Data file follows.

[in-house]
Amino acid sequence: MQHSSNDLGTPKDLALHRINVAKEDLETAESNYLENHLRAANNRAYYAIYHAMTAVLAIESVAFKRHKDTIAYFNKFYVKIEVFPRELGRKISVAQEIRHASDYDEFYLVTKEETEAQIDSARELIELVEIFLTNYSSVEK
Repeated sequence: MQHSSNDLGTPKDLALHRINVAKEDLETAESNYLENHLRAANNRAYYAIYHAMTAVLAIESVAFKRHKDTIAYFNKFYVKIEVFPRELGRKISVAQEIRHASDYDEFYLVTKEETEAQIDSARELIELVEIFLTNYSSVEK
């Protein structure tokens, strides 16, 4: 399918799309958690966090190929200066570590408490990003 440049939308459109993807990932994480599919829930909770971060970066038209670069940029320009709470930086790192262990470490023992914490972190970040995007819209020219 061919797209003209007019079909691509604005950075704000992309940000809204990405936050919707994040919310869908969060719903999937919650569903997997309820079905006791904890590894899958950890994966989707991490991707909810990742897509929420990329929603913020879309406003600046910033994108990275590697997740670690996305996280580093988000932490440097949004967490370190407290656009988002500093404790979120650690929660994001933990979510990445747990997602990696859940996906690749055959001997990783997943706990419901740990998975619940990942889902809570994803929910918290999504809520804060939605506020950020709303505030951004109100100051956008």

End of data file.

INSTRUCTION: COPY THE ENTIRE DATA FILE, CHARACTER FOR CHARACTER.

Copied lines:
[in-house]
Amino acid sequence: MQHSSNDLGTPKDLALHRINVAKEDLETAESNYLENHLRAANNRAYYAIYHAMTAVLAIESVAFKRHKDTIAYFNKFYVKIEVFPRELGRKISVAQEIRHASDYDEFYLVTKEETEAQIDSARELIELVEIFLTNYSSVEK
Repeated sequence: MQHSSNDLGTPKDLALHRINVAKEDLETAESNYLENHLRAANNRAYYAIYHAMTAVLAIESVAFKRHKDTIAYFNKFYVKIEVFPRELGRKISVAQEIRHASDYDEFYLVTKEETEAQIDSARELIELVEIFLTNYSSVEK
């Protein structure tokens, strides 16, 4: 399918799309958690966090190929200066570590408490990003 440049939308459109993807990932994480599919829930909770971060970066038209670069940029320009709470930086790192262990470490023992914490972190970040995007819209020219 061919797209003209007019079909691509604005950075704000992309940000809204990405936050919707994040919310869908969060719903999937919650569903997997309820079905006791904890590894899958950890994966989707991490991707909810990742897509929420990329929603913020879309406003600046910033994108990275590697997740670690996305996280580093988000932490440097949004967490370190407290656009988002500093404790979120650690929660994001933990979510990445747990997602990696859940996906690749055959001997990783997943706990419901740990998975619940990942889902809570994803929910918290999504809520804060939605506020950020709303505030951004109100100051956008």